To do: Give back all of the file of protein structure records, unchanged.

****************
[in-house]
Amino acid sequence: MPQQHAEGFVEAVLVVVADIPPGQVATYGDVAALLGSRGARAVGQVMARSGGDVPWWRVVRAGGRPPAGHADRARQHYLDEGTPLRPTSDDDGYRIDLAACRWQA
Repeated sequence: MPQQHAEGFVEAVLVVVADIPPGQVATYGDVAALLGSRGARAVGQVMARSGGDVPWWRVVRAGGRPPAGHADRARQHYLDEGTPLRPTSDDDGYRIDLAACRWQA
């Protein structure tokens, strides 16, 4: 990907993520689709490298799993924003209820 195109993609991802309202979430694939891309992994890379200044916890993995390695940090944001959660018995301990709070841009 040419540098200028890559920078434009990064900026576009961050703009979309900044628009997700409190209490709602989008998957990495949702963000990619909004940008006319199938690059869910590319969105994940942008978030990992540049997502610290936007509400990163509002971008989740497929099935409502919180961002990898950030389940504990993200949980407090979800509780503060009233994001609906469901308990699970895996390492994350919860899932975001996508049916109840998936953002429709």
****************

[in-house]
Amino acid sequence: MPQQHAEGFVEAVLVVVADIPPGQVATYGDVAALLGSRGARAVGQVMARSGGDVPWWRVVRAGGRPPAGHADRARQHYLDEGTPLRPTSDDDGYRIDLAACRWQA
Repeated sequence: MPQQHAEGFVEAVLVVVADIPPGQVATYGDVAALLGSRGARAVGQVMARSGGDVPWWRVVRAGGRPPAGHADRARQHYLDEGTPLRPTSDDDGYRIDLAACRWQA
């Protein structure tokens, strides 16, 4: 990907993520689709490298799993924003209820 195109993609991802309202979430694939891309992994890379200044916890993995390695940090944001959660018995301990709070841009 040419540098200028890559920078434009990064900026576009961050703009979309900044628009997700409190209490709602989008998957990495949702963000990619909004940008006319199938690059869910590319969105994940942008978030990992540049997502610290936007509400990163509002971008989740497929099935409502919180961002990898950030389940504990993200949980407090979800509780503060009233994001609906469901308990699970895996390492994350919860899932975001996508049916109840998936953002429709």